15 Recent Oscar Nominated Movies That Have Already Been Forgotten


As this year’s Oscars have come and gone, and the bickering over which film should win gives way to arguing over whether or not the winners deserved the accolades, let’s look back at some of the winners and losers of the recent past.

These films may have won big or lost on a ton of nominations, but they are not the films we normally think of when we think of the greatest in recent memory. Some of them are forgotten (and maybe they should stay that way), and some are gems that need to be revisited. They span the years of 2000-2015. Enjoy, and feel free to rip me apart in the comments.


1. The Fighter (2010)

Christian Bale in The Fighter

David O. Russell’s domination of Oscar nominations began with The Fighter, a biographical sports drama starring Mark Wahlberg, Christian Bale, Amy Adams, and Melissa Leo. The film centers on the lives of professional boxer Micky Ward (Wahlberg) and his older half-brother Dicky Eklund (Bale).

The film stars Amy Adams as Micky’s girlfriend, Charlene Fleming, and Melissa Leo as Micky and Dicky’s mother, Alice Eklund-Ward. The Fighter was nominated for seven Academy Awards, including Best Picture and Best Director, winning the awards for Best Supporting Actor (Christian Bale) and Best Supporting Actress (Melissa Leo).

The film received largely positive reviews with critics singling out the performances of Wahlberg, Bale, Leo, and Adams. Sports Illustrated named it one of the best sports films of the decade, and went so far as to say it was one of the best since Martin Scorsese’s Raging Bull.

In the competitive year of 2010, The Fighter lost many of its nominations; however, it became the first film since Hannah and Her Sisters in 1986 to win both the Best Supporting Actor and Best Supporting Actress Oscars.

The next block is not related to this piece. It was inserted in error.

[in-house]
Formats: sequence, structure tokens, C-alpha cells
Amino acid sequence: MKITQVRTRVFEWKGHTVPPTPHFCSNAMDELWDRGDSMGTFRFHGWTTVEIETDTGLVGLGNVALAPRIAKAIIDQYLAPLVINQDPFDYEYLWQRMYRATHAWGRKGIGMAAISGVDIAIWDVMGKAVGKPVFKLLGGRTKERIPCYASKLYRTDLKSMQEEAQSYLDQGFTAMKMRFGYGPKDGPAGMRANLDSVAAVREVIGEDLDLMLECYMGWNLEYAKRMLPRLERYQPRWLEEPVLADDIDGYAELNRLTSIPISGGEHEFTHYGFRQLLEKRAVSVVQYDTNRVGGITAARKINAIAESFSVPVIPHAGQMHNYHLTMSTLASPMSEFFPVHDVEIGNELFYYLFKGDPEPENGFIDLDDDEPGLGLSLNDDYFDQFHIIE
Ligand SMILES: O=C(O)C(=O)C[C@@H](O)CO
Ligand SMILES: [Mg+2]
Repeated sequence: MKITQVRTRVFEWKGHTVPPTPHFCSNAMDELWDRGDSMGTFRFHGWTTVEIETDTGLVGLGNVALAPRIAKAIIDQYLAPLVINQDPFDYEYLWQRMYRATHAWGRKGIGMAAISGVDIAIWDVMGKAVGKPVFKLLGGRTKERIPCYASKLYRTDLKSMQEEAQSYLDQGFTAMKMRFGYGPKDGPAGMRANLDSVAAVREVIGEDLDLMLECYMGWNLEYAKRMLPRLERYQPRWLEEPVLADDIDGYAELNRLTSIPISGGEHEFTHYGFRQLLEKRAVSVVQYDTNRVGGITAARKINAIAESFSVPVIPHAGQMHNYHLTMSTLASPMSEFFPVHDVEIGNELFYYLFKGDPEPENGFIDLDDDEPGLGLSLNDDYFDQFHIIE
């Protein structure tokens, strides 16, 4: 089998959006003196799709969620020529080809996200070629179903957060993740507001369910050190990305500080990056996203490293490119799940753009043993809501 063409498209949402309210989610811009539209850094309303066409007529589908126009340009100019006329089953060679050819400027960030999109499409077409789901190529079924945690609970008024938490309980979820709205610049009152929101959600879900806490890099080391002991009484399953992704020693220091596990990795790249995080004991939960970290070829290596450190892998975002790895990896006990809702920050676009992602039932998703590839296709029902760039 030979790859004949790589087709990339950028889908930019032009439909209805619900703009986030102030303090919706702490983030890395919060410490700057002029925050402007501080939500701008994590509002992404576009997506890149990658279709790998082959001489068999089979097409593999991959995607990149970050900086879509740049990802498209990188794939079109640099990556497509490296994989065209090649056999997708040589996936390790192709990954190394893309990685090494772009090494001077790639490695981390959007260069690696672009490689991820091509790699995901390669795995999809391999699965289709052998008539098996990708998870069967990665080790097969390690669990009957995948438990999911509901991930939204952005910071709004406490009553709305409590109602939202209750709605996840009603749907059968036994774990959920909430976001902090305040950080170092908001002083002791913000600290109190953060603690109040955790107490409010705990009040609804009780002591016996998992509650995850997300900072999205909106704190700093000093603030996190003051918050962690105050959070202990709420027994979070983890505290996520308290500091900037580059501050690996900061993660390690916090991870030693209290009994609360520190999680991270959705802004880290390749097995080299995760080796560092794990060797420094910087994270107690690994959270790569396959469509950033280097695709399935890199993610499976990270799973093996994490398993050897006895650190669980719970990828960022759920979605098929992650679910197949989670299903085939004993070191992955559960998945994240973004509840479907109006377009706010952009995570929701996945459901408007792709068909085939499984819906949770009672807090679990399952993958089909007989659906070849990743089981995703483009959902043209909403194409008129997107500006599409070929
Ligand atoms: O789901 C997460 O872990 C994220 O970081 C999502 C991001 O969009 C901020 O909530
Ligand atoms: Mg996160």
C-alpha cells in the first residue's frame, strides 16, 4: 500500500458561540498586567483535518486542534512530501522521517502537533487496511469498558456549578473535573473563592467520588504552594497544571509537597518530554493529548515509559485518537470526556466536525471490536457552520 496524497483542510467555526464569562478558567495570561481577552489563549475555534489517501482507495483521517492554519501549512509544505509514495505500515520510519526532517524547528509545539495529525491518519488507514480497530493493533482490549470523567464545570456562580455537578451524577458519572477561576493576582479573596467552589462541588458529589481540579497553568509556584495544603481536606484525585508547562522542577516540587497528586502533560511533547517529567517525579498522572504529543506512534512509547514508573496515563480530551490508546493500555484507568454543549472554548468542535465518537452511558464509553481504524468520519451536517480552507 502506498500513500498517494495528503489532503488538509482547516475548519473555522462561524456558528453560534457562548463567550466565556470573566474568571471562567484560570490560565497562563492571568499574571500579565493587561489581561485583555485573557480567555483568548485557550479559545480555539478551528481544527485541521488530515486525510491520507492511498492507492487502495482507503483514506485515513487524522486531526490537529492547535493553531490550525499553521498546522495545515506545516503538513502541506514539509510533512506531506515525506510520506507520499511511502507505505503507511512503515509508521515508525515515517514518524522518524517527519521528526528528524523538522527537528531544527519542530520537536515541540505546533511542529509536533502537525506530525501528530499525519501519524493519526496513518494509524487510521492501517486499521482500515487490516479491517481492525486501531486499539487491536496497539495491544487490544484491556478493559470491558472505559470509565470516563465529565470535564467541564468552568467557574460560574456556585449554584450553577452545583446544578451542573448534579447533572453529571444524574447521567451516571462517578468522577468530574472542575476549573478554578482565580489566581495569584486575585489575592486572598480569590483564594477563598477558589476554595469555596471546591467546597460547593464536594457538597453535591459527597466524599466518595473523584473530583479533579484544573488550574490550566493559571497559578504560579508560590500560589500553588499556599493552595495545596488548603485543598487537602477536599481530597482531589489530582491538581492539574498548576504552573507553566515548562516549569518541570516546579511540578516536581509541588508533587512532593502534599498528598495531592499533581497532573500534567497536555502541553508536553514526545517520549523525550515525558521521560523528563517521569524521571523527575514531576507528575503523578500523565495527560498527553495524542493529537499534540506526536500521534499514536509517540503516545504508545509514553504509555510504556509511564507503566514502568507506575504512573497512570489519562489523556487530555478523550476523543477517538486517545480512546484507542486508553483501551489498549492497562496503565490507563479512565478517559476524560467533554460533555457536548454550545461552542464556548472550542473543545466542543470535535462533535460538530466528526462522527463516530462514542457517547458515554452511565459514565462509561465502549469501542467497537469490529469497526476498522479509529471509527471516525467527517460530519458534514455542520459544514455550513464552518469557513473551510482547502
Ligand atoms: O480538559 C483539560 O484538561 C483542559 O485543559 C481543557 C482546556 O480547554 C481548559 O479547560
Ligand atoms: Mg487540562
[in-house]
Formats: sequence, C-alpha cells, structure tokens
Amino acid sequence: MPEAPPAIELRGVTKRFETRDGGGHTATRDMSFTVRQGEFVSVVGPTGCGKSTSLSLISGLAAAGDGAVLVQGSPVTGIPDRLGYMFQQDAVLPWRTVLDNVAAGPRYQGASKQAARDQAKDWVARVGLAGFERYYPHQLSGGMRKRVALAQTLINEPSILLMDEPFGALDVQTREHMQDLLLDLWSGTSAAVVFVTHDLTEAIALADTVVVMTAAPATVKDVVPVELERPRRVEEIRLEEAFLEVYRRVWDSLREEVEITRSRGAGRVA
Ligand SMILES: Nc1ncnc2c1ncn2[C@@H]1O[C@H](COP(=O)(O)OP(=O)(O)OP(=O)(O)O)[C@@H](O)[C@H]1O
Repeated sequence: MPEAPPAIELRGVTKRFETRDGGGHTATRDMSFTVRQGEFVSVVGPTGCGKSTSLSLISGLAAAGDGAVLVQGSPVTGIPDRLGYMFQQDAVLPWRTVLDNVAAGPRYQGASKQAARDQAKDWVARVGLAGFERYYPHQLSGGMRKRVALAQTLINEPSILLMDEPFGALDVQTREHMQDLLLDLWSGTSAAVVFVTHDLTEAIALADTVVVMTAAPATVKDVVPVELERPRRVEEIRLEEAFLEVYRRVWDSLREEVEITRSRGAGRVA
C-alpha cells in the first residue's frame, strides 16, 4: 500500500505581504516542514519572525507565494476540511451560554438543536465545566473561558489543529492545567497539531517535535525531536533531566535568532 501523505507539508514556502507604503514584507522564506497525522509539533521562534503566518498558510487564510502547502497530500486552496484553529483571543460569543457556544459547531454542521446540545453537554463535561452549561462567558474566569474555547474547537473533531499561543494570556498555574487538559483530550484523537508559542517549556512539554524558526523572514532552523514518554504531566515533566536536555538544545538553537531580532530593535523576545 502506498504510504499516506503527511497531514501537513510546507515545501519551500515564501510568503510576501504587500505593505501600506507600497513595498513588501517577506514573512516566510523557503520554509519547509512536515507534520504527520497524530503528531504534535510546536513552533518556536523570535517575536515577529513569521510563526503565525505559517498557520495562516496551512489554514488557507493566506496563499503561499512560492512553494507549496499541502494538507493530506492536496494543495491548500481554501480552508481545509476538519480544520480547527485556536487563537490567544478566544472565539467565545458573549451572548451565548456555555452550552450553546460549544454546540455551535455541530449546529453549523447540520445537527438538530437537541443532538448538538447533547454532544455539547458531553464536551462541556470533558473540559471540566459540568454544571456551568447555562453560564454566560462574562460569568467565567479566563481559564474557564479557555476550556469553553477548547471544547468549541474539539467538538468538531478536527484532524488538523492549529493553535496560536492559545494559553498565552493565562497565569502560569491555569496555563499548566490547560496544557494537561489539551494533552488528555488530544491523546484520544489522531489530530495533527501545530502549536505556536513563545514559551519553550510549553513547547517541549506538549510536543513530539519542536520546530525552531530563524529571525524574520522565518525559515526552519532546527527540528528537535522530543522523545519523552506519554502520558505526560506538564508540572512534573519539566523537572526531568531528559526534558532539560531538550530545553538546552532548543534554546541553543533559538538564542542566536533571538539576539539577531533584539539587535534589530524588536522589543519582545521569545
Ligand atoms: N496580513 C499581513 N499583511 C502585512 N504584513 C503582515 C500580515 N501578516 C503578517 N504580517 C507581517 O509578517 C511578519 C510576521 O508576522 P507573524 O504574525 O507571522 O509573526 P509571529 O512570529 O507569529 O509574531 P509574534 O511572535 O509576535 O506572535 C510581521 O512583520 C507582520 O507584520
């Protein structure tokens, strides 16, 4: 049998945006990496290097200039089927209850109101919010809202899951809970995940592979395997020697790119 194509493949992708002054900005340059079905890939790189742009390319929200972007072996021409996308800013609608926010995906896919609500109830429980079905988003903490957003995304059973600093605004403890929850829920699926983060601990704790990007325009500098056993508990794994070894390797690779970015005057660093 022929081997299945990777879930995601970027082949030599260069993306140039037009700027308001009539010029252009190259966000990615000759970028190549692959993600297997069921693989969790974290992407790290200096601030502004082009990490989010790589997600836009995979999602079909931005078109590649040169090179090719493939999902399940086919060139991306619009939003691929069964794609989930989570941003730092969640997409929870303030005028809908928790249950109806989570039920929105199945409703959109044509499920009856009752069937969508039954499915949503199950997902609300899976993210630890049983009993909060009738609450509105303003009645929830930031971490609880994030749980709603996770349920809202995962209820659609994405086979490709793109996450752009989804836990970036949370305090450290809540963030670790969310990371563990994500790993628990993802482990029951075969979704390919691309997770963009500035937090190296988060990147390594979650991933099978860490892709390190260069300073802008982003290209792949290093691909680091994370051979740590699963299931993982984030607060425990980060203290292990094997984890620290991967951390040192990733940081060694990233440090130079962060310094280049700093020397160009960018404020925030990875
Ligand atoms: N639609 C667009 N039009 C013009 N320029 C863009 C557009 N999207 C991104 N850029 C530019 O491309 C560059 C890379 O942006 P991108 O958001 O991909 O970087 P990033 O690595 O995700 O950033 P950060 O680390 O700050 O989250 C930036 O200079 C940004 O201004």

Outside the realm of boxing and sport, the film has not held up as well as others from the same year, like the Social Network and Inception. However, I do have to agree with Sports Illustrated: This is one of the best sports films in a long time.


2. The Iron Lady (2011)


Meryl Streep and her hair and makeup team. These are the only redeeming qualities of The Iron Lady. This explains why the only two Academy Awards won by The Iron Lady were for Best Makeup (later renamed Best Makeup and Hairstyling) and for Best Actress for Streep’s transcendent performance as The Iron Lady herself, Prime Minister Margaret Thatcher.

The film was met with mixed reviews, though many praised Streep’s performance as one of the finest in her career. She received her 17th Best Actress Oscar nomination for her portrayal and ultimately won the award, 29 years after her first win. She also earned her third Golden Globe Award for Best Actress – Motion Picture Drama Award (her eighth Golden Globe Award win overall), and her second BAFTA Award for Best Actress in a Leading Role.

The rest of the film was considered shallow and superficial, and it seemed that Streep was all dressed up and nailing the performance with nothing behind her to support it. The Iron Lady was nominated for just those two Oscars, and I will admit that Streep deserved her award. I was pulling for Viola Davis for The Help, but Streep was incredible.

I will say that this film lacks much of the emotional gravitas than other films for which she has been nominated, so seeing that this film will be remembered for Streep finally winning her third Oscar is a bit of a shame. At least Streep got it and her performance deserved it.


3. House of Sand and Fog (2003)


Based on the novel of the same name by Andre Dubus III, House of Sand and Fog concerns the battle between a young woman and an immigrant Iranian family over the ownership of a house in Northern California, which ultimately leads to the destruction of four lives.